The record: We went to war with Iraq because they had weapons of mass destruction. After we won and searched, we found no weapons of mass destruction. But leading up to the war in Iraq, Saddam acted like he had weapons of mass destruction, even though he knew it meant war and that he would lose.
The whole thing makes no sense. I’m not the first person to analyze this, of course, but it seems to me that there are only two explanations (plus many variations) for this odd confluence of events:
(1) Saddam was, literally, mad and didn’t know what he was doing. This explanation is hard to believe. Saddam ruled a country and ruled it effectively, if ruthlessly. He defended his country and his reign, he tried to avoid capture, etc. In other words, he acted rationally in other areas, so it’s hard to believe that he was completely off his rocker.
(2) We, the American people, didn’t receive accurate information from the media. This is the explanation that makes sense to me, but I don’t know why we didn’t receive correct information. Either the media was misled (accidentally or on purpose), or the media received accurate information, but gave us disinformation (either negligent, recklessly, knowingly, or intentionally). Which one?
Beats me, but let’s look at a different story. After Tiger Woods’ wife tried to beat him with a golf club, the story about the true Tiger Woods came out. He wasn’t a scion of virtue and hard work. He was a cad who didn’t work nearly as hard as the media had led us to believe. We also learned that it was known by people in media, but the media didn’t expose the story.
Why? I don’t know. I’ve heard its because journalists don’t want to expose celebrities’ true lives because they’ll lose access to the celebrities, which would have a negative impact on their careers. Could be.
But I don’t care why. I only care about the one thing we can take from these two stories: The media can’t be trusted.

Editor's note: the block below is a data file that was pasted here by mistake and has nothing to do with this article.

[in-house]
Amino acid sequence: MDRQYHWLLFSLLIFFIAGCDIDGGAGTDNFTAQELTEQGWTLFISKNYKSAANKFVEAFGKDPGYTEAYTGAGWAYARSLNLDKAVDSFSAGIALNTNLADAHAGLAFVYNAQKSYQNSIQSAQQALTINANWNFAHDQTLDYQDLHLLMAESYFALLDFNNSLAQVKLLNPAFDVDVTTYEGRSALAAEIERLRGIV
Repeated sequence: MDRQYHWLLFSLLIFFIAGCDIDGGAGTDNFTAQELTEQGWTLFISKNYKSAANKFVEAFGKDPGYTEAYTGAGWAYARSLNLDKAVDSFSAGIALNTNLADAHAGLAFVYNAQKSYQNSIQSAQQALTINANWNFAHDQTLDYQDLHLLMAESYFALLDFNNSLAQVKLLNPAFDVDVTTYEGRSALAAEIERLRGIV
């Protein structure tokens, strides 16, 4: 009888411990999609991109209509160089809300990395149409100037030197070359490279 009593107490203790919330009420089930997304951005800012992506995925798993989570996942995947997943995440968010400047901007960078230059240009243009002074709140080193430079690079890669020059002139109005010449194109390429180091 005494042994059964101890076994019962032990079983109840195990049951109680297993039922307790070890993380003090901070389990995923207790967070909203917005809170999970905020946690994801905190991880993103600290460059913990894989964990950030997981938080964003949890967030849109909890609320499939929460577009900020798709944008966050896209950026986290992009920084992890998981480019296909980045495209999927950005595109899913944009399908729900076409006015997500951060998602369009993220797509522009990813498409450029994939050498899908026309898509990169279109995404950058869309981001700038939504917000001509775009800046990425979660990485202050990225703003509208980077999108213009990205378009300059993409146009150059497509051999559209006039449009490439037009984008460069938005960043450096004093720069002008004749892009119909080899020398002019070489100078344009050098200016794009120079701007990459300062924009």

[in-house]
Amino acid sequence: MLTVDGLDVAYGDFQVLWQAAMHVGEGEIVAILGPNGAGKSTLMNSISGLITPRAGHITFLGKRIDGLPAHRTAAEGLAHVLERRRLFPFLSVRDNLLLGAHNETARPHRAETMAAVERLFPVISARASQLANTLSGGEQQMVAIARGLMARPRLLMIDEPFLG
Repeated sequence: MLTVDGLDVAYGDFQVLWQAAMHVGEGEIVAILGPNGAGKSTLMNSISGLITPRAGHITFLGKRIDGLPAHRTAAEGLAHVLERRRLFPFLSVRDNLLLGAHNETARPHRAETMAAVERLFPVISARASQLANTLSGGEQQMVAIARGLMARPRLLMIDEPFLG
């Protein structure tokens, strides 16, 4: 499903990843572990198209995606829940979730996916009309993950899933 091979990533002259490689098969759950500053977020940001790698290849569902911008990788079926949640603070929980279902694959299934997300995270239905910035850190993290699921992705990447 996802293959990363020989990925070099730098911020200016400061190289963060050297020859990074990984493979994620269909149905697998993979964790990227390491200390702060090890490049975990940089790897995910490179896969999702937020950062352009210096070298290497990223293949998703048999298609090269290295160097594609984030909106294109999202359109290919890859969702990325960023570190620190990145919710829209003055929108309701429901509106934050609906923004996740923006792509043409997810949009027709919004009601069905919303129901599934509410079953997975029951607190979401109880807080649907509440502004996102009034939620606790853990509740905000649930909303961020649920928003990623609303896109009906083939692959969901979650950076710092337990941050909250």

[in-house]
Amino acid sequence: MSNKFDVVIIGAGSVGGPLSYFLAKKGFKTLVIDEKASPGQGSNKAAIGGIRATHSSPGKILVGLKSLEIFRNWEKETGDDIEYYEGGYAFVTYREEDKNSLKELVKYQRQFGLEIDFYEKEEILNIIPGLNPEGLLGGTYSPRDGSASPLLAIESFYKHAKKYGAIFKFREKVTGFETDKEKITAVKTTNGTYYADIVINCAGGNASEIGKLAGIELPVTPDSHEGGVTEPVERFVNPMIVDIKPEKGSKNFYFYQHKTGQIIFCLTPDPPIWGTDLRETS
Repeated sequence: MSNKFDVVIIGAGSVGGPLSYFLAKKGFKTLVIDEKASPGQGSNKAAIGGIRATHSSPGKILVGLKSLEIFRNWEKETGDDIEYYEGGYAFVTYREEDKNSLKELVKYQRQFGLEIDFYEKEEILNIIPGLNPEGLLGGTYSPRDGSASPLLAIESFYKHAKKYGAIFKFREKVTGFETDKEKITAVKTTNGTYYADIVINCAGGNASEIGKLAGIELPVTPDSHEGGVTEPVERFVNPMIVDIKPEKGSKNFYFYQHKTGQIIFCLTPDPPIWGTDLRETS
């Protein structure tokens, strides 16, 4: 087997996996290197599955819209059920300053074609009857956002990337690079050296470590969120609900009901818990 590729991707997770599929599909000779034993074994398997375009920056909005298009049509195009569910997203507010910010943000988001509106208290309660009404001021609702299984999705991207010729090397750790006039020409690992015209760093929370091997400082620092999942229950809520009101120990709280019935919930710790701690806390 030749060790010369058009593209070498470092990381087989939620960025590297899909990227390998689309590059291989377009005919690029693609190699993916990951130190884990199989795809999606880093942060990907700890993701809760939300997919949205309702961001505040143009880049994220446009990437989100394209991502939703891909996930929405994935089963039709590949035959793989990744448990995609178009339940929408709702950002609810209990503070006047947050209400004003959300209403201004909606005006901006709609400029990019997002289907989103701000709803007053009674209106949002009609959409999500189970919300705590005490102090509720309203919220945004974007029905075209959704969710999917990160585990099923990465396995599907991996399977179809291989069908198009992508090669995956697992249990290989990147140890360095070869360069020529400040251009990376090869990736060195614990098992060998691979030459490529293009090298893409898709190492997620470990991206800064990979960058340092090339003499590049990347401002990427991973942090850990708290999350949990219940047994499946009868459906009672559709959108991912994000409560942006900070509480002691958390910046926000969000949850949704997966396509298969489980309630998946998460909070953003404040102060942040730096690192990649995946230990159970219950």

I want to emphasize exactly what I’m saying: When you get information from the newspaper, you don’t know if you’re getting a correct story, a false story, a full story, or a partial story. You simply don’t know and, unless you have your own sources, you’ll never know.
The implications of this state of affairs are humongous and many. Here’s just a partial list:
For one, cancel all your newspaper and magazine subscriptions (except your local publications, which reports on local stories that you can confirm by, say, walking across the street and talking with the store proprietor who was reportedly robbed).
Second, stop reading about current affairs altogether: become the “ignoramus” that our popular culture ridicules. It’s better to be a knowing ignoramus than an ignorant ignoramus who thinks he knows something.
Third, stop forming opinions based on the media’s reporting.
Fourth, don’t vote. You have no idea what you’re voting for. There are forces at work behind the political scene in Washington that the average person doesn’t see and the media doesn’t report.
Fifth, don’t ever support war. If you’re going to kill innocent people (and every war results in the loss of innocent lives), you better be damn sure you have all (or at least most of) the facts, and the fact is, you can never know, unless you have your own sources that you can trust, and that’s a highly dubious matter since all our wars are based on things happening in other countries (9/11 is an obvious exception to this, but even in that situation, all of our subsequent “information” came from overseas or interior intelligence that isn’t shared with the public).
Aside: For those in doubt about point number 5, I urge them to read accounts of the Spanish-American War and events leading up to it. The press’ role in promoting the War was so great, and so dishonest, that some have referred to the war as one created by the press. Contemporary figures as diverse as Albert Jay Nock and Mark Twain heaped scorn on the whole affair.Bookmark it: del.icio.us | Reddit | Slashdot | Digg | Facebook | Technorati | Google | StumbleUpon | Window Live | Tailrank | Furl | Netscape | Yahoo | BlinkList
5 Responses to “Tuesday”